Thursday 6 October 2022

A Weaver working on her loom in Lagos: Circa:1910’s

Before colonial contacts, four types of loom existed in the Yoruba traditional weaving scene (Williams, 1998; Lamb and Lamb, 1976; Fadipe, 1970; Ojo, 1966; Dodwell, 1955). Among the people of Ado-Ekiti there existed the “bush loom” ( ofi oko) which was found to be ideal for light weaving.

The twilling loom (ofi elejo) was agreed to have existed among the people of Ilorin which was said to have shared the same properties with that of Ado-Ekiti. The traditional strip loom was found among the people of Iseyin, Oyo, Saki, Ibadan, Ede, Abeokuta and other former Oyo province (Williams, 1998; Lamb and Lamb, 1976; Dodwell, 1955).

The fourth type of loom that existed before colonial contact is the vertical loom, the construction and operation of which was said to be the same in all Yoruba communities. This type of loom is particularly suitable for weaving kijipa, itagbe, oja for example. Of particular interest is the fact that various looms in the Yoruba societies reflect environmental and cultural adaptation and the ability to develop a range of choices suitable for products’ manufacturing in the industry.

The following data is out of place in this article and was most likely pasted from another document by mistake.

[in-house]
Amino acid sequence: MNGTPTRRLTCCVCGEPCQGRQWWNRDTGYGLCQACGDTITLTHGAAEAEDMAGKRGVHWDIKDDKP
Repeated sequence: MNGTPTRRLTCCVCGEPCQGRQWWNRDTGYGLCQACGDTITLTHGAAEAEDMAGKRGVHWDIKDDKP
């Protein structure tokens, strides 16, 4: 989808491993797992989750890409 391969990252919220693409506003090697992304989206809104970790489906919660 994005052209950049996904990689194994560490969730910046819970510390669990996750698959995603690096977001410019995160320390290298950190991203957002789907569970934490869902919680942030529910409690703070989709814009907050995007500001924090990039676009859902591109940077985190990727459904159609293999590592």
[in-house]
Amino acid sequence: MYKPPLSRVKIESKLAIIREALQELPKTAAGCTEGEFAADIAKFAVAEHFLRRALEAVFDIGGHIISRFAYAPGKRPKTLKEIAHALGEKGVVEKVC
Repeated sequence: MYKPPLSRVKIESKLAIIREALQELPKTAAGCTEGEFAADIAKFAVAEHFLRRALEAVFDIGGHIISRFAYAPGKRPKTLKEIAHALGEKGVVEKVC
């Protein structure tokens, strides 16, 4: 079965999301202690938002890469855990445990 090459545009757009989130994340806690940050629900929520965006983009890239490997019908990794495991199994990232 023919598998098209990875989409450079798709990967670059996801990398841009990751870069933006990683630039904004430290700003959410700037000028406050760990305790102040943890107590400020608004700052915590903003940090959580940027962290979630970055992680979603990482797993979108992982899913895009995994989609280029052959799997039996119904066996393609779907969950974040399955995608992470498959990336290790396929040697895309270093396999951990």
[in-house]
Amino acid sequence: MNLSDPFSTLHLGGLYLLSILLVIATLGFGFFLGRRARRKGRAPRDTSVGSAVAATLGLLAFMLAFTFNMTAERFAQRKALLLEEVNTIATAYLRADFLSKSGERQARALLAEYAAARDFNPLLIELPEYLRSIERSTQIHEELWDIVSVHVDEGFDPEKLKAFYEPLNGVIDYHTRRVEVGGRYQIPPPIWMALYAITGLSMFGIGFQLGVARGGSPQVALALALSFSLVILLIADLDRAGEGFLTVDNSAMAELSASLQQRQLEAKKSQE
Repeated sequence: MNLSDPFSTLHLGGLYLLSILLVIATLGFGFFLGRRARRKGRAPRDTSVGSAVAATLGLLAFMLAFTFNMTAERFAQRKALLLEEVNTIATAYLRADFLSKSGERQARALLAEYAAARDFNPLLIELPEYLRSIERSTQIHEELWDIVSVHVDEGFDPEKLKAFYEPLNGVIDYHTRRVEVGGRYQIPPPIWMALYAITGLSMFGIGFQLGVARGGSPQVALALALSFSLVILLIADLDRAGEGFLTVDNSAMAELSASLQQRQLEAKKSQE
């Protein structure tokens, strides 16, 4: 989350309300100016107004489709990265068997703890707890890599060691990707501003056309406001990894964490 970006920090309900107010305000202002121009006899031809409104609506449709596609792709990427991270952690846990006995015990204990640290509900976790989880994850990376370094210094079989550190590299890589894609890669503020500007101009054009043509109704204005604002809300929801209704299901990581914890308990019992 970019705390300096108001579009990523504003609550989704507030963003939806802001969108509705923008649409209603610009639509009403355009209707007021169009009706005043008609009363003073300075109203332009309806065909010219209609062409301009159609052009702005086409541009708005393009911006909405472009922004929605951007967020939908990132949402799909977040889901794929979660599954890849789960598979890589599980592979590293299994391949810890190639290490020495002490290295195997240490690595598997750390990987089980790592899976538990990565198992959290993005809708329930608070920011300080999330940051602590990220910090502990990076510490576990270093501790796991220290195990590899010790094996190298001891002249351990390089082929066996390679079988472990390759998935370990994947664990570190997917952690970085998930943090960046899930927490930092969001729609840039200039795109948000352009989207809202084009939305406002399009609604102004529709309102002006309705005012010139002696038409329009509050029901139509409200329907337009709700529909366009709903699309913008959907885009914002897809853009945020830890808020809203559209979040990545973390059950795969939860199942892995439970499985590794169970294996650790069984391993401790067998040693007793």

The Yorubas also categorized aso-oke used for rights and ceremonies. Those used for such occasions are called the aso alaro group of cloths (Lamb and Lamb, 1973).These are made from hand spun cotton which has been dyed with indigo, with, perhaps, warp patterns in varying blue shades and in the case of marriage some red warps as well ( Williams, 1998). Alaro cloths have neither holes nor inlays patterns; they are often beaten to give them glossy appearance (Lamb and Holmes, 1980).

The red pattern in aso-alaro for marriage reflects on the colourful environment that surrounds marriage in Yorubaland. Thus, aso-oke plays an important role in marriage ceremonies that one should not be supprised to find a great variety of aso alaro amidst marriage ceremony. It is adequately important to note that the use of alaro cloth for marriage expresses celebration of affluence and the readiness to take the responsibilities of household and family. 

1 comment:

  1. Good article an excellent way to articulate. Keep it up


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